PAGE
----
Emissions of primary particulates - outlook from LRTAP (Outlook 007) - Assessment published Jun 2007
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Environmental scenarios (Primary topic)
Typology: Descriptive indicator (Type A – What is happening to the environment and to humans?)
- Outlook 007
Key policy question: What are prospects in reducing emissions of PM across Europe?
On the basis of existing policies and measures, emissions of PM and secondary particulate precursors (PM10 and PM2.5) of land-based air pollutants are expected to decline significantly (by 38% for PM10 and by 46% for PM2.5) up to 2030. Hence, the EU as a whole is expected to comply with the 2010 targets of the national emission ceilings directive. However, while a number of Member States are well below their binding upper national emission ceilings, others are not on track.
The implementation of all feasible technical measures (best available technologies) is estimated to offer a considerable potential for further reductions in the emissions.
Emissions of primary particulates (Baseline and MTFR scenarios, index 100 in 2000)
EEA European Topic Centre on Air and Climate Change: International Institute for Applied Systems Analysis (IIASA) + Norwegian Meteorological Institute (met.no), 2003-2004. Dataset: RAINS model.
The outlook assesses the European air emissions of PM and secondary particulate precursors expected over the 2000-2030 period for the baseline and the maximum technically feasible reductions scenarios (MTFR).
The following developments are expected:
- The baseline scenario projects future emissions of PM10 and PM2.5 to decrease further, although much more slowly than in the last decade. By 2030, PM10 and PM2.5 emissions are projected to be reduced by 38% and 46% respectively compared with 2000 levels. The EU-15 represents slightly more than 80% of the total PM10 and PM2.5 emissions.
- The MTFR scenario suggests that the potential for reduction in 2030 is about 46% for PM10 and 50% for PM2.5 compared with the baseline.
- In 2000, 70% of EU emissions of PM10 originated from four sectors: non-industrial combustion plants (28%), road transport (16%), production processes (15%) and combustion in energy industries (11%); 73% of EU emissions of PM2.5 in 2000 stemmed from the following sectors: non-industrial combustion plants (35%), road transport (18%), non-road mobile sources (11%), production processes (10%), and combustion in energy industries (9%).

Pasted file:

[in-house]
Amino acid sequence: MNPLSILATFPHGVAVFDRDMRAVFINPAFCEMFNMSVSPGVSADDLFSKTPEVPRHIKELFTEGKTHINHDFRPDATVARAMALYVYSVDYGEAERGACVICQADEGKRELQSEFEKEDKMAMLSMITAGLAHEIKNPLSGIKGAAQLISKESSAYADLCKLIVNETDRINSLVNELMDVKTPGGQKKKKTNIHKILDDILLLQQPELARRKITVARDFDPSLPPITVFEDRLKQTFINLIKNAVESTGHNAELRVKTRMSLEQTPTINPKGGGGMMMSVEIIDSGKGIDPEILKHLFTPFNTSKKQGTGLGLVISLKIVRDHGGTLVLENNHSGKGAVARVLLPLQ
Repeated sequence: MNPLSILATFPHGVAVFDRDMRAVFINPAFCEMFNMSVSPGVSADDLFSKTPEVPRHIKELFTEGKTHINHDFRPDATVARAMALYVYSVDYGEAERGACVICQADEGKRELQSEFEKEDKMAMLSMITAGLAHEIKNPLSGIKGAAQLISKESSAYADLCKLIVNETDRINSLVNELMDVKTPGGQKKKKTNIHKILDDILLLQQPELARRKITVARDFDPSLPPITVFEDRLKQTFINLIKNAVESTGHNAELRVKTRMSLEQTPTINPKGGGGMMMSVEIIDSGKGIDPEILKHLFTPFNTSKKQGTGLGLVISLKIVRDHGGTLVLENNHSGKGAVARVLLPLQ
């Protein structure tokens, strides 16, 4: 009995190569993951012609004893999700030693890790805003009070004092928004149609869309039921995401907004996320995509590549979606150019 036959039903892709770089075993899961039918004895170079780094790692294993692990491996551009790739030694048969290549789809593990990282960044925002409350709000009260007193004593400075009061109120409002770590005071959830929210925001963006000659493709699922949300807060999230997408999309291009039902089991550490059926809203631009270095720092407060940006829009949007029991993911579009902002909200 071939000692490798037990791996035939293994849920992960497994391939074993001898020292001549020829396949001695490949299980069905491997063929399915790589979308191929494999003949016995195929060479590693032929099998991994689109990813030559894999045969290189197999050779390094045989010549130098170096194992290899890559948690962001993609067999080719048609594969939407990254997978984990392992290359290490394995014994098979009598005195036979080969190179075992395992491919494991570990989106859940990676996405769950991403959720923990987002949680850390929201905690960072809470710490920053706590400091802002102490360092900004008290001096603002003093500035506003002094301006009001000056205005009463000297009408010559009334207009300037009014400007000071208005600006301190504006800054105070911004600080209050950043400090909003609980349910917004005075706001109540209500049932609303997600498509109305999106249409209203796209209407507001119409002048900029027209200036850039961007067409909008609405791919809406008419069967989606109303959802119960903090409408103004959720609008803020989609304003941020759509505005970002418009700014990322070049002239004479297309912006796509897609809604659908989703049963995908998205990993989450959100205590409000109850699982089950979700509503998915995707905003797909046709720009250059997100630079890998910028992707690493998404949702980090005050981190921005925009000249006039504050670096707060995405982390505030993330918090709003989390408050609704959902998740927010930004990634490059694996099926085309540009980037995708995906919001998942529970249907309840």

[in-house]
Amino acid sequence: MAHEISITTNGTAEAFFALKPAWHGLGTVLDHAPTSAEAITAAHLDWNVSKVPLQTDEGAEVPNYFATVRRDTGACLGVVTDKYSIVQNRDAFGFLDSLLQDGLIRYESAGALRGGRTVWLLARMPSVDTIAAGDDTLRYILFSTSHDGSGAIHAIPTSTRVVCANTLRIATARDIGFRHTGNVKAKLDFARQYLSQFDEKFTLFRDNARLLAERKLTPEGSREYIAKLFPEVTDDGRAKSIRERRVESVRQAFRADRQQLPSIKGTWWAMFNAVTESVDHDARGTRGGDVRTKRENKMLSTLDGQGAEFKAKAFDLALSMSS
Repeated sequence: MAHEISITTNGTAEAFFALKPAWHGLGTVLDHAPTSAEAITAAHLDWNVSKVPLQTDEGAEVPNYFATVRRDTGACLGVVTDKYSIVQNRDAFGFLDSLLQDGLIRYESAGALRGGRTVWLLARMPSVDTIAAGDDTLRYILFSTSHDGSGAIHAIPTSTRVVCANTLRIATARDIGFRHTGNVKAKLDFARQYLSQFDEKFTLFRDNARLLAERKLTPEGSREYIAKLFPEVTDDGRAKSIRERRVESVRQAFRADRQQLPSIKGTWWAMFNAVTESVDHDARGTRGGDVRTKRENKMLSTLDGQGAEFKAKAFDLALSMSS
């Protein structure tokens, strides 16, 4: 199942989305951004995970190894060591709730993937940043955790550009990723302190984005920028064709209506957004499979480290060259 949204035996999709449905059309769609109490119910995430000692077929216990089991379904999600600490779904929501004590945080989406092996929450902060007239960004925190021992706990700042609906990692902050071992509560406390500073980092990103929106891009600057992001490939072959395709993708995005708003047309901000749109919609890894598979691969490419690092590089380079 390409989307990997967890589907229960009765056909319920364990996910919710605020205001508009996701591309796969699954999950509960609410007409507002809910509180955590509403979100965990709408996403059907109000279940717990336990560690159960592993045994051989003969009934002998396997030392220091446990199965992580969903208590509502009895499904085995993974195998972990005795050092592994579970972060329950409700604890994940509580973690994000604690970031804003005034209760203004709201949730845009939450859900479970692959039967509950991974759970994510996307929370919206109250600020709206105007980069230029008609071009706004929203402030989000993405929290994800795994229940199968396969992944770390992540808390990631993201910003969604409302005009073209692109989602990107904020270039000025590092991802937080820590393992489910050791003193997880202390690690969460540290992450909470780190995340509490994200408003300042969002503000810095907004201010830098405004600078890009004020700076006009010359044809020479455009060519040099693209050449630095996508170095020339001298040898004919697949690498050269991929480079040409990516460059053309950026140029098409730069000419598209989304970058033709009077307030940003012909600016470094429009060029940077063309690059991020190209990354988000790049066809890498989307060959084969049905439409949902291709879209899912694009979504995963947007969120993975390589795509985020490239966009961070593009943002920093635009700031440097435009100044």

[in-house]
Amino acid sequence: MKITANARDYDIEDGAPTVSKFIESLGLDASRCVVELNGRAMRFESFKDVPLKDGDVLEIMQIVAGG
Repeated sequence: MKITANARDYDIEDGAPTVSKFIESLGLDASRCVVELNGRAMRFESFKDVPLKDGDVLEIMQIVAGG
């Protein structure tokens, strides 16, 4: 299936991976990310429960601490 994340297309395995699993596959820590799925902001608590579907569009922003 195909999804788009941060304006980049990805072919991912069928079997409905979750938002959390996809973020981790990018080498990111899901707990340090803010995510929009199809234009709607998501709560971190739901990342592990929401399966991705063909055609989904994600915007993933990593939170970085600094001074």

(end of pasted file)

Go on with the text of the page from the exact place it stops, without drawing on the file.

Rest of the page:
- In the MTFR scenario, the shares of non-industrial combustion and energy industries in PM10 are expected to decrease to 12% and 3% respectively. With regard to PM2.5, non-road mobile sources and non-industrial combustion plants are expected to represent 21% and 4% respectively.
- Although strict standards have been imposed on exhaust PM emissions from transport sources, total emissions from transport will not decrease proportionally to the stringency of the standards. This because non-exhaust emissions (tyre and brake wear, which remain uncontrolled) will increase proportionally to traffic volume.
- International emissions from shipping are expected to increase considerably in the baseline scenario: emissions of PM10 and PM2.5 are projected to more than double. In 2030, shipping PM10 and PM2.5 emissions are expected to represent 30% and 45% respectively to land based emissions.
The main reason of the decreasing amount of PM10 and PM2.5 emissions of land-based air pollutants appeared from the implementations of the strict standards and controls required by the accessed EU emission sectoral legislation and accordingly to the main policy, which addressed air pollution issues in Europe, the National emission ceilings directive. There is no clear description of reason for shipping transport emissions.
*this assessment is based on the results of the RAINS model (a predecessor to the GAINS model) and published in the EEA Publication 'European Environmental Outlook 2005'.
Input data for RAINS model - Heat values of fuels
Input data for RAINS model - Ash content of solid fuels
Input data for RAINS model - Fuel-sector combinations
Input data for RAINS model - Ash retention in boilers
Input data for RAINS model - Shares of PM in TSP
Input data for RAINS model - Removal efficiencies
Input data for RAINS model - Emission factors
Output data from RAINS model - Emissions of PM10, PM2,5
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